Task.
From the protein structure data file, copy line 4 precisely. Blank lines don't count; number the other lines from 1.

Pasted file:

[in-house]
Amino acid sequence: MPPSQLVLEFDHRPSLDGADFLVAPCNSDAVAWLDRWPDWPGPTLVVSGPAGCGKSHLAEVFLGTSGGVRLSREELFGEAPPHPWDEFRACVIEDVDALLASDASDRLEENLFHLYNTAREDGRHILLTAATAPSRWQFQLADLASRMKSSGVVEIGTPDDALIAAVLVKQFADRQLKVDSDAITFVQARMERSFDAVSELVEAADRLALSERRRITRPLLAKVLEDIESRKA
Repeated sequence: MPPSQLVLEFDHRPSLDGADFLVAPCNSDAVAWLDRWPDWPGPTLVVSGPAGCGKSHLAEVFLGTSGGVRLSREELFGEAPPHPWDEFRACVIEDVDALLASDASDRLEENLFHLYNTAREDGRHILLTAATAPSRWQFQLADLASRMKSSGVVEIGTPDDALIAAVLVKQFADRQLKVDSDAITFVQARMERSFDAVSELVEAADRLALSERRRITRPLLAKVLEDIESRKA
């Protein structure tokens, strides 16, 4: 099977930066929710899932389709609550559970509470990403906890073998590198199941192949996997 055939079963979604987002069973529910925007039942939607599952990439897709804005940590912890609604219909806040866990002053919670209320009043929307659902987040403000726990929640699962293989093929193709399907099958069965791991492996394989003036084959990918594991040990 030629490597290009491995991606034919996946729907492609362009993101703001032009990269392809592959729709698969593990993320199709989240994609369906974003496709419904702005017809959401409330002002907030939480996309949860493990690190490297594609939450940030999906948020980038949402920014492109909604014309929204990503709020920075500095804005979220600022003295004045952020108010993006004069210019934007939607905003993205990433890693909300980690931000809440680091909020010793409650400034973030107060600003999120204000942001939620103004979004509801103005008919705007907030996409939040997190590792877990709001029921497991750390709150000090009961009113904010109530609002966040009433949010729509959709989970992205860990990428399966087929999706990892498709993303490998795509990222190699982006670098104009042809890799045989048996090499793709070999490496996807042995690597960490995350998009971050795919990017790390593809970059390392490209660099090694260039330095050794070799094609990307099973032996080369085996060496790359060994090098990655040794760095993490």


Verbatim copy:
């Protein structure tokens, strides 16, 4: 099977930066929710899932389709609550559970509470990403906890073998590198199941192949996997 055939079963979604987002069973529910925007039942939607599952990439897709804005940590912890609604219909806040866990002053919670209320009043929307659902987040403000726990929640699962293989093929193709399907099958069965791991492996394989003036084959990918594991040990 030629490597290009491995991606034919996946729907492609362009993101703001032009990269392809592959729709698969593990993320199709989240994609369906974003496709419904702005017809959401409330002002907030939480996309949860493990690190490297594609939450940030999906948020980038949402920014492109909604014309929204990503709020920075500095804005979220600022003295004045952020108010993006004069210019934007939607905003993205990433890693909300980690931000809440680091909020010793409650400034973030107060600003999120204000942001939620103004979004509801103005008919705007907030996409939040997190590792877990709001029921497991750390709150000090009961009113904010109530609002966040009433949010729509959709989970992205860990990428399966087929999706990892498709993303490998795509990222190699982006670098104009042809890799045989048996090499793709070999490496996807042995690597960490995350998009971050795919990017790390593809970059390392490209660099090694260039330095050794070799094609990307099973032996080369085996060496790359060994090098990655040794760095993490």